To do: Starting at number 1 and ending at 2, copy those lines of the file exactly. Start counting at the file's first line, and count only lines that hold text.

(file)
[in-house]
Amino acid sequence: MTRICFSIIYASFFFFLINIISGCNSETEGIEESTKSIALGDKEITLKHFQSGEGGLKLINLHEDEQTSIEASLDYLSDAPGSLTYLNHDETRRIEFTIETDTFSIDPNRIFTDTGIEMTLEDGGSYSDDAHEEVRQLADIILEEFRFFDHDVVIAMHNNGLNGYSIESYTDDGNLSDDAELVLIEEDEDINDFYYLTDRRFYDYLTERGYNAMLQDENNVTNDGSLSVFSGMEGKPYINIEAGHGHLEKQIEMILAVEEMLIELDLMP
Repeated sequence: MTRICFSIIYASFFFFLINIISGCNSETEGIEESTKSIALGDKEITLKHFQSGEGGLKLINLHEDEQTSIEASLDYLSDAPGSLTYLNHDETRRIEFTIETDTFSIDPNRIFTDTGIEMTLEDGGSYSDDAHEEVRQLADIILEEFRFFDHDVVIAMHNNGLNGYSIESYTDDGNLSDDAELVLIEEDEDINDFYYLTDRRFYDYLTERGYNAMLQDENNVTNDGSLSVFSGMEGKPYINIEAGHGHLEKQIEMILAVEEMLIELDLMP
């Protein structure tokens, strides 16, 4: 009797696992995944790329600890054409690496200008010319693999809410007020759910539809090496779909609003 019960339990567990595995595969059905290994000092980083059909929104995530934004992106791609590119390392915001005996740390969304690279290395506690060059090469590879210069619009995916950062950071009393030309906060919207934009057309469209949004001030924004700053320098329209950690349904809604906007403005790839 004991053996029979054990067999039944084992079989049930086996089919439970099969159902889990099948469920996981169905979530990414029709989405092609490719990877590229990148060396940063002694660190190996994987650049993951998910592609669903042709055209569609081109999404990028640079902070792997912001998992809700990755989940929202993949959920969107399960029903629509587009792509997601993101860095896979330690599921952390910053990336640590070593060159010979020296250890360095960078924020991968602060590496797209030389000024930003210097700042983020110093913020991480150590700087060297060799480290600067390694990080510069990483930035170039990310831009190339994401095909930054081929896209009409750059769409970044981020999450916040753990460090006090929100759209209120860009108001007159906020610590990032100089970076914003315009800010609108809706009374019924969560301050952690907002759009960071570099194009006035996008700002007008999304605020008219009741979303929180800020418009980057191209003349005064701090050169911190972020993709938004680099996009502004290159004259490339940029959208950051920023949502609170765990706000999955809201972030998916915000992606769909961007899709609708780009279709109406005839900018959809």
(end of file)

[in-house]
Amino acid sequence: MTRICFSIIYASFFFFLINIISGCNSETEGIEESTKSIALGDKEITLKHFQSGEGGLKLINLHEDEQTSIEASLDYLSDAPGSLTYLNHDETRRIEFTIETDTFSIDPNRIFTDTGIEMTLEDGGSYSDDAHEEVRQLADIILEEFRFFDHDVVIAMHNNGLNGYSIESYTDDGNLSDDAELVLIEEDEDINDFYYLTDRRFYDYLTERGYNAMLQDENNVTNDGSLSVFSGMEGKPYINIEAGHGHLEKQIEMILAVEEMLIELDLMP